Why outside matters

Learning outside the classroom provided my students with the ingredients they needed to be more successful back inside it.

Twenty five years ago I began my journey in education. I started at a school in western Sydney, not far from where I grew up, Principal Stephen Papp writes.

Like many beginning teachers I initially struggled with the demands of the job. I felt overwhelmed by the day to day administration, planning and curriculum requirements that all underpinned the actual teaching of students.

As I grew as a teacher I tried lots of different strategies to ensure my students loved to learn and were excited by school. One of my favourites was to augment classroom learning by taking students outside.

We would go to the shops when we were learning about money. We investigated the local creek when we were learning about water. We would explore school buildings when we were learning about angles.

I learnt that if I wanted my students to be engaged, inquisitive learners we could not sit in the classroom completing worksheets, we needed to use the real world to support learning in authentic ways.

By taking my students outside they were being provided with a range of rich experiences, knowledge and understandings that they could apply to the curriculum.

Happy learners

Essentially learning outside the classroom provided my students with the ingredients they needed to be more successful back inside it. The end result being a class full of engaged, happy learners.

The transformative value of these experiences shaped my own career path and led me to Field of Mars Environmental Education Centre in East Ryde Sydney, where I am now the Principal.

The Field of Mars Environmental Education Centre is one of 22 Environmental Education Centres operated by the NSW Department of Education to help students and teachers with fieldwork, environmental education and education for sustainability.

Every year my amazing team work with about 20,000 K-12 students to deliver curriculum based, open ended, diverse and meaningful authentic learning experiences in nature.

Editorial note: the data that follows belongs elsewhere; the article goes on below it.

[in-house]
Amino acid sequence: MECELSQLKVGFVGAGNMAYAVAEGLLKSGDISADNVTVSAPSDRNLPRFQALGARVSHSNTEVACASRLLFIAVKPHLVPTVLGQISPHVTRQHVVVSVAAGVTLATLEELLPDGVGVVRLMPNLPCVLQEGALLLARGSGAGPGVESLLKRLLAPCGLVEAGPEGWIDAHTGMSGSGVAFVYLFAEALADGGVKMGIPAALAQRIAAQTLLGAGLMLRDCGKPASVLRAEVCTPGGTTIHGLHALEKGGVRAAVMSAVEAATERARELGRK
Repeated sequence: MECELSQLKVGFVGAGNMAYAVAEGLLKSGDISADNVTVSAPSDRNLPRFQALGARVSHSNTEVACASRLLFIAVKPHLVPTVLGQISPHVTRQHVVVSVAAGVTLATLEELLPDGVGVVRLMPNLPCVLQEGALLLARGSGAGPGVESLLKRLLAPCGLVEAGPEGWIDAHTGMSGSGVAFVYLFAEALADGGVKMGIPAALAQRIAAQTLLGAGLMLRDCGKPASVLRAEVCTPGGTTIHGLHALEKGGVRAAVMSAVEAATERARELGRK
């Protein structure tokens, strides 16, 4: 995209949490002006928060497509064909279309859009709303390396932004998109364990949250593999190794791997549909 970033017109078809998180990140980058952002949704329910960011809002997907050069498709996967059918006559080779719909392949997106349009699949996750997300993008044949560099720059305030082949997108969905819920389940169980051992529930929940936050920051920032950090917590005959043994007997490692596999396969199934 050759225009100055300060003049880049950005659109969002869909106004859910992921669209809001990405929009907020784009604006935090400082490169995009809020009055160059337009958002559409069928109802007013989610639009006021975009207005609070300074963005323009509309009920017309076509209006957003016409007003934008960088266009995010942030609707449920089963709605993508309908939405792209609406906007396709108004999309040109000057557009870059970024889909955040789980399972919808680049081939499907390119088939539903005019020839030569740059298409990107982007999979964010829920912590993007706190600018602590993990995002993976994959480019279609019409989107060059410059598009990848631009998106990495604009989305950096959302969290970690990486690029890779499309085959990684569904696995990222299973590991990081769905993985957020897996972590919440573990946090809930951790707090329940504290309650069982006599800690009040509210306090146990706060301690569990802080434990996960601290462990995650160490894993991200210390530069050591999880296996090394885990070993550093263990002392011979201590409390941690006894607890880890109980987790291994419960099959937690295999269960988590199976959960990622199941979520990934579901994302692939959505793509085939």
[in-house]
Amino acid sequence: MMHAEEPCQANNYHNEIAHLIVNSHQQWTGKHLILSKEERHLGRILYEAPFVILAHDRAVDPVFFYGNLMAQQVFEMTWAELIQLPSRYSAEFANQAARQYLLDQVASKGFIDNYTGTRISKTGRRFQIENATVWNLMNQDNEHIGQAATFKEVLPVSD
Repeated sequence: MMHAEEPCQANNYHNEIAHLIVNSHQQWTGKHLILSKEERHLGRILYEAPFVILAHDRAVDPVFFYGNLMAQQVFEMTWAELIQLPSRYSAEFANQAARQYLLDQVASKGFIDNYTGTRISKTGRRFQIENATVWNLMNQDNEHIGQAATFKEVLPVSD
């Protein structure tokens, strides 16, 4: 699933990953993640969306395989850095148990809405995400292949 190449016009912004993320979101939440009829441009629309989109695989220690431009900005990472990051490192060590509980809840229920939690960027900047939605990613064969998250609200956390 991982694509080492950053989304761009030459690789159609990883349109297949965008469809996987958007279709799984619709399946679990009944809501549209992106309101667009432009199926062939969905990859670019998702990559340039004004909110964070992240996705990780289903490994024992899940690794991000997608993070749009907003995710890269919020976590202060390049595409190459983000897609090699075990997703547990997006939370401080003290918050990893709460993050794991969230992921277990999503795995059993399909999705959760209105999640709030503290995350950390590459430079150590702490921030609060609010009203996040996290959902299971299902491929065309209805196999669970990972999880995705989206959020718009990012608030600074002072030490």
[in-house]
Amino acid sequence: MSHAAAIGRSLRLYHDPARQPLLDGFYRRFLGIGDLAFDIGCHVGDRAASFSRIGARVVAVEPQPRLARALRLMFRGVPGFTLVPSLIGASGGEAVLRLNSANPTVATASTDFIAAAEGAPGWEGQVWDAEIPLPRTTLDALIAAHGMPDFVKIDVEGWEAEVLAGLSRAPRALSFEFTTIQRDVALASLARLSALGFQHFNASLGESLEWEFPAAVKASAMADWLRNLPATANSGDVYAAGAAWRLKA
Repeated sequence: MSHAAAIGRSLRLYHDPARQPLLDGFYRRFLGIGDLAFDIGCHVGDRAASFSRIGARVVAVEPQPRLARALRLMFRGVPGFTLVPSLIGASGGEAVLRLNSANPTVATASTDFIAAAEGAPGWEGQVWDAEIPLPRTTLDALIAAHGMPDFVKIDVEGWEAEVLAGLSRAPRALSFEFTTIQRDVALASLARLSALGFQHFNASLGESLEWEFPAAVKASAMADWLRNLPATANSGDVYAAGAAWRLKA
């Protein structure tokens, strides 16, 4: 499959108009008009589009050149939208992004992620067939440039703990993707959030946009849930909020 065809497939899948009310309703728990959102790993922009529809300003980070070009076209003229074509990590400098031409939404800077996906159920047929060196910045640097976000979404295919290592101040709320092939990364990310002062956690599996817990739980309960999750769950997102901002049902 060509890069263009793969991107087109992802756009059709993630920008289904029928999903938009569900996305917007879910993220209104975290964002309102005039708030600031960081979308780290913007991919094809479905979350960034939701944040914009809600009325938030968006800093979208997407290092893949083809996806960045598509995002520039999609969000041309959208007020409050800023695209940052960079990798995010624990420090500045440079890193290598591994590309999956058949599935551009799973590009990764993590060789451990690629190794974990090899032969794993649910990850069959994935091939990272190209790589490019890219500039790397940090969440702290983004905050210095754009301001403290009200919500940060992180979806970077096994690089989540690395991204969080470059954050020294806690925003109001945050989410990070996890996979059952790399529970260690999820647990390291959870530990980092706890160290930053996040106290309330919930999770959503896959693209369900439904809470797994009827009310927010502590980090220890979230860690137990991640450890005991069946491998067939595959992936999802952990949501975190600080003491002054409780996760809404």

At the beginning of my career I discovered first hand how authentic learning could have a positive effect on student engagement.

Body of evidence

Clearly I am not the only one, because there is significant research and a growing body of evidence to suggest learning outdoors, and particularly learning in natural areas, can have a positive effect on engagement, learning and wellbeing. This applies just as much to adults as to young people.

Research shows that taking students outside, particularly in natural environments has multiple benefits for students, including:

  • increased interest, engagement and accessibility for a variety of learning styles
  • improved team work, co-operation and communication, which is translated into the classroom
  • decreased anxiety, stress and negative behaviours
  • improved questioning and problem solving skills
  • use of richer language in writing and verbal communication, when describing environments and experiences, and
  • the development of environmental stewardship values and stronger sense of concern and care for the environment later in life.

My love for outdoor learning did not happen after one lesson. It was a slow journey I took with my students over many years to discover what types of learning work in outdoor contexts.

If you are just starting your own journey I would look at what you are currently teaching to identify what could be enhanced by taking the learning outside.

Start small and build upon your success or failures (I have had many). Remember fail is just an acronym for First Attempt in Learning. Even without a formal lesson using school gardens and natural areas as a location for silent reading, art or story telling can have positive benefits.

Just being in nature helps students learn to observe living things and the changes that occur throughout the year. Most importantly it helps students learn to value nature and develop connections to it.

There are now many special days and events that could be used to kick start your outdoor pedagogy journey, these include:





During Term 3 and 4, I am very proud of the fact that the Field of Mars EEC is hosting the 2019 IEUA NSW/ACT Branch Environment Conference.

Fun and active

This is a hands on, fun and active conference that will focus on taking learning from a variety of syllabus areas including Geography, Science and English, outdoors.

Participants will walk away with a range of strategies, ideas and pedagogical approaches that can be applied to their own teaching and learning context.

Whatever journey you take it is really important to think about why you are doing it. For myself I am always guided by the words of Sir David Attenborough: “No one will protect what they don’t care about, and no one will care about what they have never experienced”.

As an educator I feel one of my greatest gifts has been to help thousands of young people experience nature and to develop a love and appreciation of it.

IEUA NSW/ACT Branch Environment Conference see https://www.ieu.asn.au/event-list/event-detail?eid=3742

Field of Mars Environmental Education Centre see https://fieldofmarseec.nsw.edu.au